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Toxicology. 2011 Nov 28;290(1):31-41. doi: 10.1016/j.tox.2011.08.013. Epub 2011 Aug 27.

Differential programming of p53-deficient embryonic cells during rotenone block.

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Department of Molecular, Cellular and Craniofacial Biology, University of Louisville, 501 S. Preston St., Louisville, KY 40202, USA.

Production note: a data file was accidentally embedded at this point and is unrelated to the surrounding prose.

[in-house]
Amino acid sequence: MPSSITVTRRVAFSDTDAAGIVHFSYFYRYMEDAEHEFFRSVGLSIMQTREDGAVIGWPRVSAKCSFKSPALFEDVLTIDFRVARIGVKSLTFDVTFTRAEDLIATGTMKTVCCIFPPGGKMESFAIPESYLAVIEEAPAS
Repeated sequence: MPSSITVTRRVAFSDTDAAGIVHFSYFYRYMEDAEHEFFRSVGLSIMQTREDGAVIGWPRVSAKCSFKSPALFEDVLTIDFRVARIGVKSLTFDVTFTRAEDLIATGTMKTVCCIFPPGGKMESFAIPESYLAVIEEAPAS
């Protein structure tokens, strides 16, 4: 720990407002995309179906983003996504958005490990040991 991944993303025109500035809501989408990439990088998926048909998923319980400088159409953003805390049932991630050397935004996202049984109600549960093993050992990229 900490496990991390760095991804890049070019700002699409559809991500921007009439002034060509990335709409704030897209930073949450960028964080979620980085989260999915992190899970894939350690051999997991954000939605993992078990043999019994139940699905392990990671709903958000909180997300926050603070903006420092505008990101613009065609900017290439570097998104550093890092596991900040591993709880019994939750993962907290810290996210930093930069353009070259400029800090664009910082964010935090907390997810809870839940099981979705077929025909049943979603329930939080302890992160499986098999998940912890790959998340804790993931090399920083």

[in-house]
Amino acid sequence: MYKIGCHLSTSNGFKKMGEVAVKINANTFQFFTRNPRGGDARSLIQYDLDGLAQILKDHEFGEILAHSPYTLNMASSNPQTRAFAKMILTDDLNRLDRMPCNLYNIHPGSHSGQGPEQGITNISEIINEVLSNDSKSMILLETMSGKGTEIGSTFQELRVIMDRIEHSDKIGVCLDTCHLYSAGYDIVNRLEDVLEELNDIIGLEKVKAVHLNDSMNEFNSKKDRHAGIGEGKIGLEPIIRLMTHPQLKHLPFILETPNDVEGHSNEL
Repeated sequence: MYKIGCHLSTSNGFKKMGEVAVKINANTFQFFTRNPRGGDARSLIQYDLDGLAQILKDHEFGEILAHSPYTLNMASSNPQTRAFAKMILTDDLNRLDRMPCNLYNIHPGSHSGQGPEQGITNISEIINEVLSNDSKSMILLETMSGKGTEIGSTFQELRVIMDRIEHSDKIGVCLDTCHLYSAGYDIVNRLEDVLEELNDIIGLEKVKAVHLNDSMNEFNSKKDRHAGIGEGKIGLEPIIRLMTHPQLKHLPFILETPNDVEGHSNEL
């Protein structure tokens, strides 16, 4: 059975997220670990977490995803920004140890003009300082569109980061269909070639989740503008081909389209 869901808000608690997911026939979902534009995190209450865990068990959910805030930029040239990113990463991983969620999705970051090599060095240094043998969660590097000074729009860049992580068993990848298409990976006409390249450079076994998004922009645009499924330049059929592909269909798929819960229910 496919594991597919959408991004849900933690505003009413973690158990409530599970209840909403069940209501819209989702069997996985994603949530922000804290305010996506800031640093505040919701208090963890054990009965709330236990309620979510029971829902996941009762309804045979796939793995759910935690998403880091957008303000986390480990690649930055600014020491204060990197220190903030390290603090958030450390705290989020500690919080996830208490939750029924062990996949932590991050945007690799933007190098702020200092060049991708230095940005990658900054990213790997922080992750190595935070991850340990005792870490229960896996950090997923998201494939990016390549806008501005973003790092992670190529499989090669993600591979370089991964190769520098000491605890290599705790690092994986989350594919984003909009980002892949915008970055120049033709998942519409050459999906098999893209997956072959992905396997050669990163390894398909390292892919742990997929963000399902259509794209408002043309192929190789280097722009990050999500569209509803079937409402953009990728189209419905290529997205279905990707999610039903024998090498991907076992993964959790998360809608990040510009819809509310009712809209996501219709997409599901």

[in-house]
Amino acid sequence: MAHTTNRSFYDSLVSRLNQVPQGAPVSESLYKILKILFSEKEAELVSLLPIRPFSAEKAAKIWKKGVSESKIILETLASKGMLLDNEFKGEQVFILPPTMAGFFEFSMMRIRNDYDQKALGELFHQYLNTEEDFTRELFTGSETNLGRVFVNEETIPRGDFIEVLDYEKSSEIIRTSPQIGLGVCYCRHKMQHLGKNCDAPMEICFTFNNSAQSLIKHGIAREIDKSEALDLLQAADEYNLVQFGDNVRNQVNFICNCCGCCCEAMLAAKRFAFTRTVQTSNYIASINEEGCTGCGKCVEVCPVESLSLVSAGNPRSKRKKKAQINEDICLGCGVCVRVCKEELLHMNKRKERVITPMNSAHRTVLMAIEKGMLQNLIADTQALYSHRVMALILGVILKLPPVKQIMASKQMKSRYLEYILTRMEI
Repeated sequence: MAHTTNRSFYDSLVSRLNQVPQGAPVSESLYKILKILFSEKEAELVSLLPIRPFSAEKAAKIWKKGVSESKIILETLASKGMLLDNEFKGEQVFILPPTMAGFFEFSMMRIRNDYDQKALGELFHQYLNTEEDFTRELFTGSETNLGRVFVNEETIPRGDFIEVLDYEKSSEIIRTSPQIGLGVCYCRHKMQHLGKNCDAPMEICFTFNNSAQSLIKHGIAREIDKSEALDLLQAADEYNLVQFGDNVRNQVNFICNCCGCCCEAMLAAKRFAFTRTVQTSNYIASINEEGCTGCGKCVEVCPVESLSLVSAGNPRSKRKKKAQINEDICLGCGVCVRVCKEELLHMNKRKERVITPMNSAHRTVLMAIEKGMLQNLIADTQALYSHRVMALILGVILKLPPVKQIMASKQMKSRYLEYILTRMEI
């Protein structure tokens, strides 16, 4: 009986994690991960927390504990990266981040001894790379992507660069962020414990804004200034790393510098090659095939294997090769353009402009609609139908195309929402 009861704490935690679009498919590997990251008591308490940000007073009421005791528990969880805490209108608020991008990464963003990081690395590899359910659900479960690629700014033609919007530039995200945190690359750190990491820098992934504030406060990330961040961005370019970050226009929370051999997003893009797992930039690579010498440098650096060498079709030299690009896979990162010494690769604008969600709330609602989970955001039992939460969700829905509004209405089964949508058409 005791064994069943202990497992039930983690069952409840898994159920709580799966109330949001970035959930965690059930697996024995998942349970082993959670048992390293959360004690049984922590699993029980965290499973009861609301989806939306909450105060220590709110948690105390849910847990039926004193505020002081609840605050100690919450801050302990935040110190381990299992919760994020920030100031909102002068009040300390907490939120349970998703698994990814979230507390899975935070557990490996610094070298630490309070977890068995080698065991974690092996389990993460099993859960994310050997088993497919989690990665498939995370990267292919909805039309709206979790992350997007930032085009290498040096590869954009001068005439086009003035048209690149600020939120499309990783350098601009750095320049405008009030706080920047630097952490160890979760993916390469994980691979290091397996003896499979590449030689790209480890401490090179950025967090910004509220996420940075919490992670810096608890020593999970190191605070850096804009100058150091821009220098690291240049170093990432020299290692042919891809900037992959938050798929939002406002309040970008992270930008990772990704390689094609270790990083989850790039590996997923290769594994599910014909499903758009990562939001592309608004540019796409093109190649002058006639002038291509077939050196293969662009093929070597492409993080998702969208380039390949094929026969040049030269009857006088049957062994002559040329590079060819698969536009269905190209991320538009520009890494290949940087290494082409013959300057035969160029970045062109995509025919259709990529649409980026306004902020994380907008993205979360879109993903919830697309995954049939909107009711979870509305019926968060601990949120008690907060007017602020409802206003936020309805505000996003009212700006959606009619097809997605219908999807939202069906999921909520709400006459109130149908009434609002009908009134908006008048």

Mitochondrial dysfunction has been implicated in chemical toxicities. The present study used an in vitro model to investigate the differential expression of metabolic pathways during cellular stress in p53-efficient embryonic fibroblasts compared to p53-deficient cells. These cell lines differed with respect to NADH/NAD(+) balance. This ratio constitutes a driving force for NAD- and NADH-dependent reactions and is inversed upon exposure to Rotenone (complex I inhibitor). Rotenone perturbed the structure of the elongated fibrillar tubulin network and decreased mRNA expression of tubulin genes both suggesting reprogramming and reorganization of the cytoskeleton in both cell lines. These changes were reflected in the abundance of specific mRNA and microRNA (miRNA) species as determined from genome-based analysis. Changes in mRNA and miRNA expression profiles reflected differences in energy utilizing pathways, consistent with the notion that the p53 pathway influences the cellular response to mitochondrial dysfunction and that at least some control may be embedded within specific mRNA/miRNA networks in embryonic cells.

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